It’s bad enough that the contents of our bags are scrutinized. But now our fashion choices?
A New York woman has accused JetBlue of kicking her off a plane because of what she was wearing. Last July, Malinda Knowles was on a flight from New York’s JFK airport to West Palm Beach, Fla. She was comfortably nestled in her seat, wearing everyone’s typical plane attire for a bleary-eyed early-morning flight – a baggy blue T-shirt and comfy denim shorts. But, according to Knowles, JetBlue wasn’t sure that she was wearing enough clothing.
As Knowles presented the story to the New York Daily News, a male JetBlue worker walking down the aisle and noticed Knowles in her baggy shirt. He was concerned that the shirt was perhaps all she was wearing. A bickering match ensued, with (again, all according to Knowles’ account) the employee putting his walkie-talkie between her legs to see if she was indeed wearing shorts underneath. When the 27-year-old Knowles refused, the JetBlue worker brought her off the plane and to a hangar, where she modeled for the employees, showing that she was indeed wearing shorts. “It was really crazy,” she said. “I’ve never had a corporate employee ask me about my underwear.”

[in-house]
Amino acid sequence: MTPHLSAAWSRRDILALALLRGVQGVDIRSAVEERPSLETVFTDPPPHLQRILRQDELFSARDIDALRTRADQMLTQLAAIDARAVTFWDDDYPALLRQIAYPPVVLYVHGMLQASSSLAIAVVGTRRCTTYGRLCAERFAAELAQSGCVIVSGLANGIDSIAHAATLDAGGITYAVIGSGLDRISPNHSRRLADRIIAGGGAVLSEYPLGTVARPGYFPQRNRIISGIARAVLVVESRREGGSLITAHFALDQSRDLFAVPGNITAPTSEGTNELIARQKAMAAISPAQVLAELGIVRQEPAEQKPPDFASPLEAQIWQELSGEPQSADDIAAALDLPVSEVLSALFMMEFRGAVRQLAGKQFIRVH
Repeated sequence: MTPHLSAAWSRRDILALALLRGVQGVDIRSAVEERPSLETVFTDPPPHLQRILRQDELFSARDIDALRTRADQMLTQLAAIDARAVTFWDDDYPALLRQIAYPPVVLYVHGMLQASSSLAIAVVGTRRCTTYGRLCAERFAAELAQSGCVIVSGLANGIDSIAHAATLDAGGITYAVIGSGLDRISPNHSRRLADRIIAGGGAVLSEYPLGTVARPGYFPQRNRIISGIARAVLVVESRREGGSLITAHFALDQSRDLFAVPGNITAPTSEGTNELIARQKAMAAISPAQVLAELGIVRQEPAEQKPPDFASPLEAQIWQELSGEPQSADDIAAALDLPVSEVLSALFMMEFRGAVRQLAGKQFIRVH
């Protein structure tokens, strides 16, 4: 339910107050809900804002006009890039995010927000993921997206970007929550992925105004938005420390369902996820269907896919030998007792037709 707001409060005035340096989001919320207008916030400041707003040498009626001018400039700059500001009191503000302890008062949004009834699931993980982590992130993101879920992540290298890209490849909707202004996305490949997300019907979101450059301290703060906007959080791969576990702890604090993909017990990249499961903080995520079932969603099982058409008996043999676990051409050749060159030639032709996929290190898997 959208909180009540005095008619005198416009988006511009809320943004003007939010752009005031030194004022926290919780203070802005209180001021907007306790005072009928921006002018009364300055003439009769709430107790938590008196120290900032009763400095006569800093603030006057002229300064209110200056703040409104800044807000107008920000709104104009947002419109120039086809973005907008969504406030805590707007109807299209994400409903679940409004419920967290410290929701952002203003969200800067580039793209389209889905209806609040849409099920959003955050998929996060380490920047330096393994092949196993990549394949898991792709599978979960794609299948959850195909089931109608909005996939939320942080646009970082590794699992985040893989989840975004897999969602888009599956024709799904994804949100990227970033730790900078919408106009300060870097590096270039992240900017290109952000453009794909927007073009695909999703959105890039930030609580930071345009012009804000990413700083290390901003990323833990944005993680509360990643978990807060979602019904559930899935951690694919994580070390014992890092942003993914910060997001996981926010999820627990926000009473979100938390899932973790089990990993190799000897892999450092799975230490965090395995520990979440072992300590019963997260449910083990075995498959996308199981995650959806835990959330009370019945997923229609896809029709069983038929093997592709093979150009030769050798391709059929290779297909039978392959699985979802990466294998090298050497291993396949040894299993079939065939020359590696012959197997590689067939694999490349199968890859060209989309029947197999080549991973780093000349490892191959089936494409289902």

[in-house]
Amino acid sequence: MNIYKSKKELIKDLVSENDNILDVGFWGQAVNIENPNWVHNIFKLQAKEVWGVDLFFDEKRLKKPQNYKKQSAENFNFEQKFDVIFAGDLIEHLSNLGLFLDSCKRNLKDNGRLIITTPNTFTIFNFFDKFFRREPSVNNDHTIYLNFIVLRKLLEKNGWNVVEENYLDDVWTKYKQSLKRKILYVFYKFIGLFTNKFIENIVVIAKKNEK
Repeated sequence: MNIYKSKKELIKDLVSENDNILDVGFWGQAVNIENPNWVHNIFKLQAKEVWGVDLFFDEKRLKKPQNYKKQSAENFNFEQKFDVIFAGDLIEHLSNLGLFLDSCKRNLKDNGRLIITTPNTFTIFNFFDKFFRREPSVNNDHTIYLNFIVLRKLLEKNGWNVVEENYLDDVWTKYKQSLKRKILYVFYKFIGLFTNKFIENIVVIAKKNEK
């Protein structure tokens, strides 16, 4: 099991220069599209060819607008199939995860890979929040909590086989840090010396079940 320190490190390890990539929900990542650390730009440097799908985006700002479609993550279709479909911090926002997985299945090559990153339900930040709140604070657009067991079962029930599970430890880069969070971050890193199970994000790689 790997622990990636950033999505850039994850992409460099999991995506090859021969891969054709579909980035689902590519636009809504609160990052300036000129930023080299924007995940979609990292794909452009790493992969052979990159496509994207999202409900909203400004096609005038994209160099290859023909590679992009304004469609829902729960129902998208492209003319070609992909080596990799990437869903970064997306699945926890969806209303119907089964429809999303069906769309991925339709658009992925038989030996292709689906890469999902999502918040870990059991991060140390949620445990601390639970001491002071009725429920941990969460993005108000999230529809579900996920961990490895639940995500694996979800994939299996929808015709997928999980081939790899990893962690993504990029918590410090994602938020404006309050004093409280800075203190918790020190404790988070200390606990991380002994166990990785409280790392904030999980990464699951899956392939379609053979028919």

Upon returning to the plane, there was, inexplicably, still an issue with her manner of dress. “[The employee] said, ‘The captain is refusing to fly you today. We need to remove you from the flight,’” she recounted to the Daily News, arriving in Florida on another JetBlue flight that apparently had fewer dress restrictions. After all, it doesn’t appear that JetBlue has any official posted dress code. As such, Knowles’ lawyer will be taking up the issue with the airline, who has since sided with the employee.
This isn’t the first time clothes have caused an issue for a flier. Similar issues of skimpiness in the skies crop up quite often. And recently, piggybacking on the baggy pants ban in schools and communities, a college football player was thrown off a plane for wearing his pants too low. Just add Knowles’ case to the list of alleged airline atrocities.